Newspaper man loses 6kg on 'McDonald's diet'
11 August 2004 , AMSTERDAM — A Dutch newspaper reporter has lost about 6kg after embarking on a 30-day experiment during which he only ate at McDonald's fast-food restaurants.
11 August 2004
AMSTERDAM — A Dutch newspaper reporter has lost about 6kg after embarking on a 30-day experiment during which he only ate at McDonald's fast-food restaurants.
The editor's weight loss was in contrast to the 12kg gained by US filmmaker Morgan Spurlock, who undertook a similar food test at McDonald's outlets in the US for his film "Super Size Me". Spurlock is suffering liver problems as a result. The film will premiere in Dutch cinemas on Thursday.
Medical examinations have indicated that editor Wim Meij — who works for the Rotterdam-based daily Algemeen Dagblad (AD) — lost 6.3kg in the past month. His blood pressure was also down.
According to the Leiden University Medical Centre (LUMC), the circumference of Meij's stomach decreased by 5cm. The stomach is where risk fat can build up and the decrease therefore led to a reduced risk of heart and blood vessel disease and diabetes.
Guided by LUMC internist Jaap Fogteloo and a dietician, the newspaper editor ate McDonald's food three times per day, eating the entire assortment that the fast food chain offered. Just as Spurlock did, Meij only ate fast food for one month.
But TV footage from a NOVA documentary on Tuesday night and newspaper photographs have also shown that Meij ate salads frequently along with all the other offerings on the McDonald's menu. On the other hand, Spurlock is seen in the NOVA documentary regularly consuming hamburgers and chips.
Fogteloo was not surprised by the result of the AD experiment, but admitted he was surprised by the amount of weight loss. "It is clear that by definition, you do not become fat with McDonald's," he said.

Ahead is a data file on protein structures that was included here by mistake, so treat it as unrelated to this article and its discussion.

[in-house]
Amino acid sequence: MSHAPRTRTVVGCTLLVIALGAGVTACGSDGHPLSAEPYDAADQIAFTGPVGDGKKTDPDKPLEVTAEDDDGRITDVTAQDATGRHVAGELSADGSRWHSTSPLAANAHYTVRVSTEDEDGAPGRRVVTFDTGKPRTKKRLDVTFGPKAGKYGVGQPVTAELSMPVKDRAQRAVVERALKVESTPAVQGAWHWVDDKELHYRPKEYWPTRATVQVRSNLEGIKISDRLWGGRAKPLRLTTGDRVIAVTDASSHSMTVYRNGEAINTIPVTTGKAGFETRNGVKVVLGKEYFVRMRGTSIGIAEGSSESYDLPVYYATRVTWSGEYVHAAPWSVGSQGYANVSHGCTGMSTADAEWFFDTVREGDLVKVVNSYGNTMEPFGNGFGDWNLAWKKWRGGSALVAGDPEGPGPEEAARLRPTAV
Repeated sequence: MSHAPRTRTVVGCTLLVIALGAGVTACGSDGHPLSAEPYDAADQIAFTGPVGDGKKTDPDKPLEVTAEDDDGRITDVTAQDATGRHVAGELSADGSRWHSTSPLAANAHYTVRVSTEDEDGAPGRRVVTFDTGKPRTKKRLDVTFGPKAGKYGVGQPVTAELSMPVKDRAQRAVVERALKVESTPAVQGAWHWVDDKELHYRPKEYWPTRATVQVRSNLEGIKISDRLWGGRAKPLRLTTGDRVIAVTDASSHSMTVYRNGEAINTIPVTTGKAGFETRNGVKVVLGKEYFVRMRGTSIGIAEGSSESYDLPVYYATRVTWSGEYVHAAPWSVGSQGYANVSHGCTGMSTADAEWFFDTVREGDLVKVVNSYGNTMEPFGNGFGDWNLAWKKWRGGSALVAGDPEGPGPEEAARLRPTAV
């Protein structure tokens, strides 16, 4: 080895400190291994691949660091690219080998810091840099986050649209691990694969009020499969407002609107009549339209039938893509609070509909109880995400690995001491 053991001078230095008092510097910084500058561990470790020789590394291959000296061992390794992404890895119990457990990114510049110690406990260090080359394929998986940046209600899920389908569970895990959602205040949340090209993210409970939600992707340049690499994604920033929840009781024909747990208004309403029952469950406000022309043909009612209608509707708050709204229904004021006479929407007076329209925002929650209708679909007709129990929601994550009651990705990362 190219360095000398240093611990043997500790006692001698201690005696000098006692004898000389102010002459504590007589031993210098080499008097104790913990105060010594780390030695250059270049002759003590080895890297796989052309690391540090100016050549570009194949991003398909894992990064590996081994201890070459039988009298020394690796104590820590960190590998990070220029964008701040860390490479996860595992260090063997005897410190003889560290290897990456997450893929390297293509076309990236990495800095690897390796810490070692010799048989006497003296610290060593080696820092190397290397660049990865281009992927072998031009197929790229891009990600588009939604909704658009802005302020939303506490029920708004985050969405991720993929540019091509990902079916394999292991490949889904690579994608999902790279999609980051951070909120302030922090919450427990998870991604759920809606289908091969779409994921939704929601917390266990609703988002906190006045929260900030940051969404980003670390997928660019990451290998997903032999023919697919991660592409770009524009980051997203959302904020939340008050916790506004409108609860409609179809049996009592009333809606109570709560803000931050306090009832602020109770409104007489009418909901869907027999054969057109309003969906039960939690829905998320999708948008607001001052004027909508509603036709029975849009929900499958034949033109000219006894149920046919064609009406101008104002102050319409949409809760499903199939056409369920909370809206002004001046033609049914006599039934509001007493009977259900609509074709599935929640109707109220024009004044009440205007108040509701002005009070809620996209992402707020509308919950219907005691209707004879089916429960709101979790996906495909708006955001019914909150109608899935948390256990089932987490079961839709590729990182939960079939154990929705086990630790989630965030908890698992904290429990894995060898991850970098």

He also said that people do not become fat by entering a supermarket. Instead, it depends on what people eat. In contrast to Meij, Spurlock ate more calories than he burned off, leading to weight gain.
"And if you do that in an irresponsible manner, you also remain unhealthy," Fogteloo said.
McDonald's — which was not warned beforehand of the AD experiment — is happy that positive news has emerged in the media about the company.
"Meij has shown that you can eat responsibly with us by consciously choosing to do so," the general director of McDonald's Netherlands, Paul van der Stoel, said.
But despite the result of the AD experiment and Meij's statement that you can responsibly eat at McDonald's, research from the fast food chain also indicates that just 20 percent of its orders are for salads. The other 80 percent comprises of hamburgers and other such foods.
Spurlock claims that everyone has misunderstood him, asserting that his film was not an attack against McDonald's, but at the American lifestyle. He said people in the US eat too much, don't think about what they eat and exercise too little.
For the record, Fogteloo has warned consumers that the result of the AD experiment is not a reason to solely eat at McDonald's. Instead, he urged people to eat healthily and said if they do so, it is should not pose a problem should they choose to eat at McDonald's once or twice per month.
[Copyright Expatica News 2004]
Subject: Dutch news
Correction: Expatica incorrectly reported on 10 August that AD editor Wim Meij gained 12kg and was having liver problems after a month-long McDonald's diet. In fact, we should have referred to filmmaker Morgan Spurlock. As is clear from today's report, Meij lost weight. We apologise for the error.